The Golden Globe Awards happens on January 10. NBC airs the event, and Peacock streams it, a year after the network did not air the Globes in response to the Hollywood Foreign Press Association’s glaring lack of diversity and other issues.
The 2022 Golden Globes were neither on television nor live-streamed. A year later, one wonders how much the Globes still matter. They’ve long been known as a looser, more spontaneous event than the Emmys — “the fun cousin of the awards party,” Cultique CEO and founder Linda Ong said — where attendees sit at tables and enjoy a few glasses of wine.
As with any major awards event, the Globes mean prestige and marketing for a winning, or even nominated, star or show. The HFPA often singles out less-heralded properties than the Emmys. Some, such as Brooklyn Nine-Nine getting top comedy in 2014, were unexpected and respected. Some, such as Emily in Paris, nominated for best comedy in 2021, were mocked.
Dom Caristi, professor emeritus of communications at Ball State University, said the Globes still matter. “Almost all of the awards shows draw significant audiences — maybe not sizeable like they once were, but large enough to fuel a surge in audience interest in the movies, TV shows and stars that win,” he said.
NBC dropping the Globes in 2022 was a big deal in the industry. Outside of it, Preston Beckman, chairman of media consultancy The Beckman Group, said viewers probably don’t recall that the Globes were not on last year. They’ll tune in this time to see their favorite celebrities in action.
“It’s three hours of content that will bring people to either my network or my streaming service,” he said. “Period.”
Industry watchers say the emergence of social media platforms gives consumers a direct connection to the stars. So the hunger to see A-listers at the Globes or Emmys is not what it once was. “The shows thrived in the age before social media, when you’d never see talent with their hair down,” said Ong. “Now you can always see that.”
Rebuilding the HFPA
The Globes got waylaid after a series of reports, including those from the Los Angeles Times, revealed how none of the HFPA’s 87 members were Black. The HFPA added 103 new voters to its ranks. The voters pool is represented by 62 countries. It is 52% female and nearly 52% racially and ethnically diverse.
NBC believes the HFPA is moving in the right direction. “We recognize the HFPA’s commitment to ongoing change,” said Frances Berwick, chairman, entertainment networks, NBCUniversal Television and Streaming, when NBC announced it was back with the Golden Globes in September.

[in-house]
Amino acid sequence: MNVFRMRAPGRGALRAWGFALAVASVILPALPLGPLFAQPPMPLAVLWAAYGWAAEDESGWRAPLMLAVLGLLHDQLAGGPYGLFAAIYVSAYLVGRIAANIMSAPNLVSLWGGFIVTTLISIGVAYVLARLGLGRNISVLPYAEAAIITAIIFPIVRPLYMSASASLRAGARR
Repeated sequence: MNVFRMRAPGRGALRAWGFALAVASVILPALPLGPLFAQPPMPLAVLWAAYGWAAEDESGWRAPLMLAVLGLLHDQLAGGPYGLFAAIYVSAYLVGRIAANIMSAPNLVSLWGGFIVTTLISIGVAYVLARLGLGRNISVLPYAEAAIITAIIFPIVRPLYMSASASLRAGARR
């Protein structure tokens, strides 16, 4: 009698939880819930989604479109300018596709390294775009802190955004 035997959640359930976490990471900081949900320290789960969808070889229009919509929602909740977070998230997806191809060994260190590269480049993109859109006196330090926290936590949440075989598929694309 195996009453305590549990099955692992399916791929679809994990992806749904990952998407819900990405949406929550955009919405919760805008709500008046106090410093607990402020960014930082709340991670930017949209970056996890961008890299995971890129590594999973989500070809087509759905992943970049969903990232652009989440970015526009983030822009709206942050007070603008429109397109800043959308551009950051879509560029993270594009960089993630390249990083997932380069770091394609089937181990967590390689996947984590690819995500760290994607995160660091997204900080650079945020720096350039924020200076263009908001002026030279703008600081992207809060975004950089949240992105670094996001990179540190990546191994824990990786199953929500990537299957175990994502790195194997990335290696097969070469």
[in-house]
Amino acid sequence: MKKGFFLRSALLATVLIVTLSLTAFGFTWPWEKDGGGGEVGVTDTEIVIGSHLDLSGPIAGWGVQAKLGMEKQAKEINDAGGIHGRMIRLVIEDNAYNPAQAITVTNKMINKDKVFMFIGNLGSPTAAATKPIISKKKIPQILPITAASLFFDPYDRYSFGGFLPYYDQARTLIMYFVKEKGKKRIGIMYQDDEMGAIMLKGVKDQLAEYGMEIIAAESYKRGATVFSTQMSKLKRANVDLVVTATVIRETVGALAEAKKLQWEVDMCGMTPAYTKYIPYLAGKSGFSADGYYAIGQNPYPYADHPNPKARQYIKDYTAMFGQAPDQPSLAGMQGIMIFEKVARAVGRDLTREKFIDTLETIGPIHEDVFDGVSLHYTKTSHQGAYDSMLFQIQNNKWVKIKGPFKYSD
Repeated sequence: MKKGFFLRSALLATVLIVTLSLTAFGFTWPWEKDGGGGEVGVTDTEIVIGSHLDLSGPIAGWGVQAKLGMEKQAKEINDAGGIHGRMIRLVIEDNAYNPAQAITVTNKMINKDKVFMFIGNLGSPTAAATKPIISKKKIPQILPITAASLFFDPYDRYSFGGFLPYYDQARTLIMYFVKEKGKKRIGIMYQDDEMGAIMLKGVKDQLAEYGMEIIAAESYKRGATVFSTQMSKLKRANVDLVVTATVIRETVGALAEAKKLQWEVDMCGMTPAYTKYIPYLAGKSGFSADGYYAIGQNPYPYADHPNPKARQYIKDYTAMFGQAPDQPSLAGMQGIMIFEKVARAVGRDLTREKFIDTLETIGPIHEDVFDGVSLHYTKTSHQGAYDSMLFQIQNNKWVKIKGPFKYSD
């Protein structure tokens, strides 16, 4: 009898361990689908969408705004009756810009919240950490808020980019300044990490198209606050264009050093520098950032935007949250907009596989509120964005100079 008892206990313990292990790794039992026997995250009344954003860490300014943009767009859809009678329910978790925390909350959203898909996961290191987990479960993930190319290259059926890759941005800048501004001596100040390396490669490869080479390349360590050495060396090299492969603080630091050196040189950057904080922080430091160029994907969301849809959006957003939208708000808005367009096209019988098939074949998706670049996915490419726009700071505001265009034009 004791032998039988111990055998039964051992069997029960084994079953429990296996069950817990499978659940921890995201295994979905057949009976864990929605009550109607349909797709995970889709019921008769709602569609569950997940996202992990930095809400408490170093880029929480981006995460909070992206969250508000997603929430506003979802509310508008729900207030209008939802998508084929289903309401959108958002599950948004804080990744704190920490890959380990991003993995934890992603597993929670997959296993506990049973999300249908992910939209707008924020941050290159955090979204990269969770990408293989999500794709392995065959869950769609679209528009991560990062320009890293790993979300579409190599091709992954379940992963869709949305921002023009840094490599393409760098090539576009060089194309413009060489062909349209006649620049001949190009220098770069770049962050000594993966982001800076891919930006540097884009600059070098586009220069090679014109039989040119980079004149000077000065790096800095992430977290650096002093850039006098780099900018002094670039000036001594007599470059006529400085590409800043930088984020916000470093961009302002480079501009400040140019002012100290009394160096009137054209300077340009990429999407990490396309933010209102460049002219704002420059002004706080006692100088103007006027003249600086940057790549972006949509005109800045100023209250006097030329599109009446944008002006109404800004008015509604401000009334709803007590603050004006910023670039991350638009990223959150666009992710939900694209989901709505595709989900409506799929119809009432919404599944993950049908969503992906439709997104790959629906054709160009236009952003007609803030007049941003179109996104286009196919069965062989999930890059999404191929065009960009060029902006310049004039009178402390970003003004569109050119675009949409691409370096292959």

NBC is committed to 2023’s Globes only.
Has the HFPA done enough? “They’ve got a long way to go,” said Caristi, “but it’s an improvement.”
‘Succession’ Finds Success
Golden Globes nominations were announced December 12.
Awards events are hardly the draw they used to be, just as nothing on broadcast TV is the draw that it used to be. That so many networks are cranking out quality programming on a range of platforms means the viewer has probably never seen much of what gets awarded on these nights. “Awards shows in general are on a path of diminishing returns,” Ong said, “because tastes have gotten so fragmented.”
Beckman noted that the Globes are primarily about celeb-watching, more than tuning in to see if a favorite show wins. “Most people have not seen the shows and movies they will nominate,” he said.
A few mass-market movies, such as Top Gun: Maverick, will draw some attention to the Globes. But awards event ratings aren’t likely to pick up again. “It’s going to continue a downward trend, as the younger generation looks at Rotten Tomatoes instead of awards shows to tell them what to watch,” Caristi said.
For NBC, Ong said the Globes are both an ad-sales vehicle and a promotional platform, so a hefty Nielsen number is less of an issue. As viewers of the Oscars back in March will attest, most anything can happen in a ballroom full of celebrities, especially if there is wine involved — even if no celebrity gets slapped at the Globes.
“Worst case, nobody talks about it, but NBC pockets the money from advertisers,” Ong said. “Best case, something happens.” ▪️
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Michael Malone, senior content producer at B+C/Multichannel News, covers network programming, including entertainment, news and sports on broadcast, cable and streaming; and local broadcast television. He hosts the podcasts Busted Pilot, about what’s new in television, and Series Business, a chat with the creator of a new program, and writes the column “The Watchman.” He joined B+C in 2005. His journalism has also appeared in The New York Times, The Philadelphia Inquirer, Playboy and New York magazine.
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